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If you have "flipped" even one of your lessons and would be willing to tell me about, for good or bad, I would be very interested to add your insight to my research.
The kids really like it, as do I.
I wanted to learn more. The students watch the lessons with the notes I provided at home. We then discuss the lesson the next day and then complete practice problems in class.
I also have recorded the answer keys to all of our study guides so that the students can SEE how to solve the problems as they work at home. The process is pretty easy.
The students have expressed appreciation for being able to learn the lessons at their own pace and having the ability to pause and rewind as they need.
My original idea was to assign my students to watch and listen to a Powerpoint I had created on literary elements, which are usually review for most of the freshmen. It was a lot of work. Our original attempt was making the video into a QuickTime movie file, which only converted about 30 seconds of audio the first slide into a 4-minute video of slides rolling through.
I ended up making each slide its own video file and uploading each slide individually into Google Docs and linking them individually on my website. It was a hassle, but it saved me about a day in my lesson planning, and the students seemed to have had the same learning experience whether they listened to my lecture in person or through the recorded files.
I hope to continue to utilize this approach, but I'd like to find a more streamlined method. Right now I've looked mostly for lecture opportunities to "flip".
The omission of these lectures in the classroom setting allows for more time to discuss literature and practice writing techniques. How do we get there? On my online video presentations, I tend to "simplify" the content and try to keep the videos short under 10 minutes.
There are just certain items that are learned better through direct one on one contact. I, as a teacher, don't get that feedback as I'm designing and creating my videos. Math and Science so far seem to be the most logical subjects to try out a flipped classroom.
And as you have read, English has demonstrated some use of videos in the classroom as well. I've also suggested that if students are about to read a section for homework, that they preview one of the videos. Or, if they already read a section, they might view the video to help with their comprehension of the material.
In addition to the videos, I mentioned in class that students could have their computer on as they read- if they stumble on a section they find too challenging, they could access any site like Wikipedia to briefly read about their topic in a different format.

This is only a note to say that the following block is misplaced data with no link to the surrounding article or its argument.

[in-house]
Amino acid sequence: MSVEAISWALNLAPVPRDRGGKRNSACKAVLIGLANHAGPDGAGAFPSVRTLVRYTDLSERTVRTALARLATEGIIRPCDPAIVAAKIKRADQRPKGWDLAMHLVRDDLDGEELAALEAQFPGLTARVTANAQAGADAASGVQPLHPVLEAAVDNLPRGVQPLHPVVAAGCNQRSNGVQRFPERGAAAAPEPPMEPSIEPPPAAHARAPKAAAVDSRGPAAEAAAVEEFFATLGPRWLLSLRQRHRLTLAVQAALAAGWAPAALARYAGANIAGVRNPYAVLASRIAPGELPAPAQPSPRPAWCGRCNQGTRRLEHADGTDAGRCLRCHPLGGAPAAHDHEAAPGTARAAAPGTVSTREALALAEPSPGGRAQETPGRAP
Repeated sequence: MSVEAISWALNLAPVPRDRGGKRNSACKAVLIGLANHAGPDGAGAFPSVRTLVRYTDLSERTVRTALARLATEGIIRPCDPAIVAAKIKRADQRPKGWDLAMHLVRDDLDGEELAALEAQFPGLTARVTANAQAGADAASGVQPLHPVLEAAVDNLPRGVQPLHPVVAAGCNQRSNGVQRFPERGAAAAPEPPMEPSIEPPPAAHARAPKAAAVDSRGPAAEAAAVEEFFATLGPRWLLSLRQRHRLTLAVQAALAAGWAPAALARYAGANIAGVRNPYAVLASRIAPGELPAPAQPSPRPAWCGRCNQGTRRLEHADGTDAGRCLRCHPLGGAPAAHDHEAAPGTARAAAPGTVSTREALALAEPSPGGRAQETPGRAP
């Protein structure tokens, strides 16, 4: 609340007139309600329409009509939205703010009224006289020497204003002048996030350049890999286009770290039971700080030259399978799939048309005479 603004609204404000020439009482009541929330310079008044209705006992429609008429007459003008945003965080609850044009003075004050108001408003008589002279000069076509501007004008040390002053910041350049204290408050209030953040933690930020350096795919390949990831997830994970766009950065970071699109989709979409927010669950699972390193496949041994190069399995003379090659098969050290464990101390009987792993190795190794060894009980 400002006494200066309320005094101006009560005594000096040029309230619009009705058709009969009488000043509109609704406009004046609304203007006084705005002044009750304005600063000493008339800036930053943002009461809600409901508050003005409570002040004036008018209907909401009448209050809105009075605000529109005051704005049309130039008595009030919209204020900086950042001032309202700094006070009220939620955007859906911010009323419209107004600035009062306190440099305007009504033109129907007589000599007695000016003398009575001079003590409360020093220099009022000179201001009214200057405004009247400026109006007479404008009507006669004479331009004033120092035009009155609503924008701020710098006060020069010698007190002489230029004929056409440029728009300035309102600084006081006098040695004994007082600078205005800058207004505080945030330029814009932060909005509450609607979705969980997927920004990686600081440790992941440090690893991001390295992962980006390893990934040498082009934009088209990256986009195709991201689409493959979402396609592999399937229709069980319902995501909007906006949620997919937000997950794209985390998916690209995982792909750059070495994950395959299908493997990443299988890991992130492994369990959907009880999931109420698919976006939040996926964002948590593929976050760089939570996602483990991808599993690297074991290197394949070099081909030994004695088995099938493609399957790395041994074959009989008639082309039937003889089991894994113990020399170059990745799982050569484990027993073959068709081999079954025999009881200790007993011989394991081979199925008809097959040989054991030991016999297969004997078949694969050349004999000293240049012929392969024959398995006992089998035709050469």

Then, they might go back to their assigned reading with a much better understanding of what they are supposed to comprehend. Should students watch these videos prior to reading the text, or after reading the text for review?
Do you believe these videos may actually increase literacy? The textbook we use for an AP course is college level material- it is expected that students will be able to read at that level when taking an AP course. However, many students are 'learning' how to read at that level. The videos or the Wiki sites allow for an additional type of stimulus for better comprehension.
And, the videos may be played more than once, or paused so a student can make some notes if necessary. Sometimes it is just late at night when students begin their homework. The videos are refreshing and entertaining, and may allow many to increase their literacy by having that 'access' to the text that may not have been available if they were to simply trudge through the work taking bland notes.
There are incredible and courageous acts of teaching occurring every single day that go unnoticed. This research reinforced the fact that our teachers are some of the most humble innovators of our time. The flipped model, in my opinion, absolutely has the ability to positively impact students in every single classroom across the country.
As with any new instructional approach, a level of comfort and confidence must be deployed in order to be an effective approach.
The flipped model will work for some, and not others.The theoretical framework of this course enables students to develop a recognition and understanding of normal physical, emotional, social, spiritual and cognitive development from conception to death.
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